When it comes to selling U.S. parts to Japan, the current state of U.S.-Japanese trade relations could have been described by Dickens: It is the best of times; it is the worst of times.
To keep up with booming U.S. vehicle sales, Japanese automakers are buying record amounts of U.S.-built parts for their North American assembly plants. Meanwhile, a stagnant Japanese economy is squeezing American parts exports to Japan.
This month, the Japan Automo-bile Manufacturers Association reported that its members bought $28.3 billion worth of U.S. components for the most recent fiscal year. That's up more than 13 percent from the previous year. Japanese assembly plants in North America accounted for most of those purchases.
However, U.S. exports of auto parts to Japan fell in the fiscal year ending March 31. American component exports to Japan totaled $3.7 billion, a decline of $200 million from the year before.
Even though U.S. trade officials call the numbers 'very troubling,' the trend may reveal more about the U.S. market than it does about Japanese parts procurement.
Four years ago, the U.S. parts industry was so frustrated at its lack of progress in exporting parts to Japan that it persuaded President Clinton to declare a 100 percent tariff on imported Japanese luxury cars. The punishment was avoided when Japan agreed to begin deregulating its vehicle aftermarket and ease import restrictions.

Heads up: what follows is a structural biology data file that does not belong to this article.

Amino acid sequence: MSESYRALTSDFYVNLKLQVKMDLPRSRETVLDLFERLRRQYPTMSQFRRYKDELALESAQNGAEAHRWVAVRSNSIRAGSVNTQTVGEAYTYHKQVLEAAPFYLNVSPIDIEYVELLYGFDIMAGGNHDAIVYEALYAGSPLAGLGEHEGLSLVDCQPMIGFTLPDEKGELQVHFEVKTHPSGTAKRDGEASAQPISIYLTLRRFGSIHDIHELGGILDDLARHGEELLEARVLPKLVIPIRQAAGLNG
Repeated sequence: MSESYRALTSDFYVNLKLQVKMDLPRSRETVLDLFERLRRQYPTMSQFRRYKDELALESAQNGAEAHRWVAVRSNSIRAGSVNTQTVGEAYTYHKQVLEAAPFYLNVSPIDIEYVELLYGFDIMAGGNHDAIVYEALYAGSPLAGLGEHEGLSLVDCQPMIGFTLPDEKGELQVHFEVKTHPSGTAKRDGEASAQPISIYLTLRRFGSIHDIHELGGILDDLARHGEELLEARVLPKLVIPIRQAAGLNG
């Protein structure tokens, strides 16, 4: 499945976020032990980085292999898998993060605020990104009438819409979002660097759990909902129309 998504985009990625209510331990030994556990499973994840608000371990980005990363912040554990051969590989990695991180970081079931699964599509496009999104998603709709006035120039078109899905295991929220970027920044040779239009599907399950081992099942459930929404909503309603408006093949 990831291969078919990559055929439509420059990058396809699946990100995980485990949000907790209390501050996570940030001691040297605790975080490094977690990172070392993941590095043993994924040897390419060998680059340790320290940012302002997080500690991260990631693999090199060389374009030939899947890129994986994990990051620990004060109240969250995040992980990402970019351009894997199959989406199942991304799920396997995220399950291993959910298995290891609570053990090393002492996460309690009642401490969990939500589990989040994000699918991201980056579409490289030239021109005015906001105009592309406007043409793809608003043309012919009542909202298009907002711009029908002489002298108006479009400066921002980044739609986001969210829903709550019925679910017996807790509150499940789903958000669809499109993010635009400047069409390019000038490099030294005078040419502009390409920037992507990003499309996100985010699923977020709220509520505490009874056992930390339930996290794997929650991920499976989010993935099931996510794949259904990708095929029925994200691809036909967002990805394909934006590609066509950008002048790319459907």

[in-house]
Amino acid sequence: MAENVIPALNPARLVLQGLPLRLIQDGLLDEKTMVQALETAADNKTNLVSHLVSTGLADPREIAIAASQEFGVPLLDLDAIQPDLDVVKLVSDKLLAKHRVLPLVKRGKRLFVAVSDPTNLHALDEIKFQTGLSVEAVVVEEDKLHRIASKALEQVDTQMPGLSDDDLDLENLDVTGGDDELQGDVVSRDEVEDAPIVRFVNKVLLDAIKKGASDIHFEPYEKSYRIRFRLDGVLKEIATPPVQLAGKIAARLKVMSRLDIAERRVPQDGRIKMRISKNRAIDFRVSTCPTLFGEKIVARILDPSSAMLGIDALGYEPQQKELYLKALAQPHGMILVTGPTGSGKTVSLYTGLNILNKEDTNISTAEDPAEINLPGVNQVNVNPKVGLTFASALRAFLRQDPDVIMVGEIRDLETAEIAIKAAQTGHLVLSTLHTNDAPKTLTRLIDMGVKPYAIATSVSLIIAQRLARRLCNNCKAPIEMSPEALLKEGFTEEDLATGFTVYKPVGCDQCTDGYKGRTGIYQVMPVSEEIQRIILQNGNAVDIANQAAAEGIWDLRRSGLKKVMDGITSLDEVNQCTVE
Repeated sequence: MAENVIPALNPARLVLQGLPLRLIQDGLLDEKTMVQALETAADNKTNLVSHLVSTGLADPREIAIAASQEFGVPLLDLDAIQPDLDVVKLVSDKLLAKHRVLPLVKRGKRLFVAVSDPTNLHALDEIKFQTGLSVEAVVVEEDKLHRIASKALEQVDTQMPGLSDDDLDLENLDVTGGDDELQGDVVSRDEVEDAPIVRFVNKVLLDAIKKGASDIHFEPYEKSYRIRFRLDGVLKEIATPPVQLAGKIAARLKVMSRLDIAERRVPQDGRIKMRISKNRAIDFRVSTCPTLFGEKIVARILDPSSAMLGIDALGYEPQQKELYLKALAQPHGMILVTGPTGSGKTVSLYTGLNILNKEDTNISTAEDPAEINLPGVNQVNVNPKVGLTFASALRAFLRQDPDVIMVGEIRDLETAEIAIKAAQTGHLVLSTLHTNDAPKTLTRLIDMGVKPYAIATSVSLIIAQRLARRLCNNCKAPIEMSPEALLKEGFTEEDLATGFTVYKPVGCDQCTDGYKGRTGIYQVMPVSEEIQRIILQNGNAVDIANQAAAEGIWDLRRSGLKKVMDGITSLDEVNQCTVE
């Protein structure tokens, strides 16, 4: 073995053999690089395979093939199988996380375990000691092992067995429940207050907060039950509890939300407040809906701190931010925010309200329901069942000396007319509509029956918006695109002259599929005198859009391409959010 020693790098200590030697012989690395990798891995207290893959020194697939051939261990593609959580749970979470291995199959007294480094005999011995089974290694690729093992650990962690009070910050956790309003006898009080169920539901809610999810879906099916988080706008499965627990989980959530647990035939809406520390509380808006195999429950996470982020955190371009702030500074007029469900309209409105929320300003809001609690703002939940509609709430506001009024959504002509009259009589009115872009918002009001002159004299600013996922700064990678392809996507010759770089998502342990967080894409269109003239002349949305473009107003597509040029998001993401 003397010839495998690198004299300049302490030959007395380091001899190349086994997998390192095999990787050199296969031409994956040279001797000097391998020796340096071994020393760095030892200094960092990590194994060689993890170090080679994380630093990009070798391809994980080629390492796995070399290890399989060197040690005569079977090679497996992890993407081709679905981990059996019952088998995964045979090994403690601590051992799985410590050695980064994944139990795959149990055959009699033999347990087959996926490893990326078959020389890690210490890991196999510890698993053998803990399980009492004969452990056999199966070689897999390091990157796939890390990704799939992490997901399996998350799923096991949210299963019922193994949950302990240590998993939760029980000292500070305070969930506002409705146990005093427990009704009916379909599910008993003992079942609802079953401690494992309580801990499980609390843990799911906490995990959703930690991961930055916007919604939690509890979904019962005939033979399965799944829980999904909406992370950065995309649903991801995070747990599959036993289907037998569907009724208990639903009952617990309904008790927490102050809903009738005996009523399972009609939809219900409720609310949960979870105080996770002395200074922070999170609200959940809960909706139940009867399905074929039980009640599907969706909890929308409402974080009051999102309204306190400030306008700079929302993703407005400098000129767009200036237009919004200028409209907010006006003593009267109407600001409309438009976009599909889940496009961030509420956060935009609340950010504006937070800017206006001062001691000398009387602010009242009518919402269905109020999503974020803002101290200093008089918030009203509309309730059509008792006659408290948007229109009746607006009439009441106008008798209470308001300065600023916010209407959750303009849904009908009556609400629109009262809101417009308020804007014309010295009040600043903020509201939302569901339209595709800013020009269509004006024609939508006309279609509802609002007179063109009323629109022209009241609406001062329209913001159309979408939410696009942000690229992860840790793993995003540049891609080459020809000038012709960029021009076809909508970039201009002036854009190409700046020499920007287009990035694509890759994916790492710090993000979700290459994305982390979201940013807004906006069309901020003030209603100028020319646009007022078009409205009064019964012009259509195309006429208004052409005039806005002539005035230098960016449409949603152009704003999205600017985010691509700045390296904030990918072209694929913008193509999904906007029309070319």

Two weeks ago, U.S., Japanese, Canadian, European and Aus-tralian trade officials met in Vancouver, British Columbia, to examine how much progress Japanese automakers have made since the 1995 U.S.-Japan auto agreement. The agreement will expire at the end of 2000. Japanese officials are more than ready for it to expire, while the Americans are keeping their options open.
After the Vancouver meeting, a senior U.S. trade official said they had not discussed an extension of the agreement. Over the past four years, American negotiators have pressed Japan to promote the import of U.S. parts and to ease Japanese regulations of aftermarket parts.
'The agreement has not fully achieved its objectives,' one U.S. trade official said. 'We still believe there is much the Japanese government can do to improve market access and the competitive environment in the Japanese market.'
MORE VEHICLES, CONTENT
But according to JAMA's U.S. director, William Duncan, the conflicting recent trade numbers reflect the difference in the U.S. and Japanese auto markets.
Vehicle sales in Japan continue to lag as that country's economy stagnates. In the United States, Japanese automakers are not only building more vehicles - they are also sourcing more content here.
For example, Toyota Motor Corp. has opened a new Corolla engine factory in Buffalo, W.Va., that uses U.S.-built components. Meanwhile, Honda Motor Co. is building vehicles here that have more than 90 percent local content.
The results are a rise of more than $8 billion in U.S. parts purchases since fiscal 1994.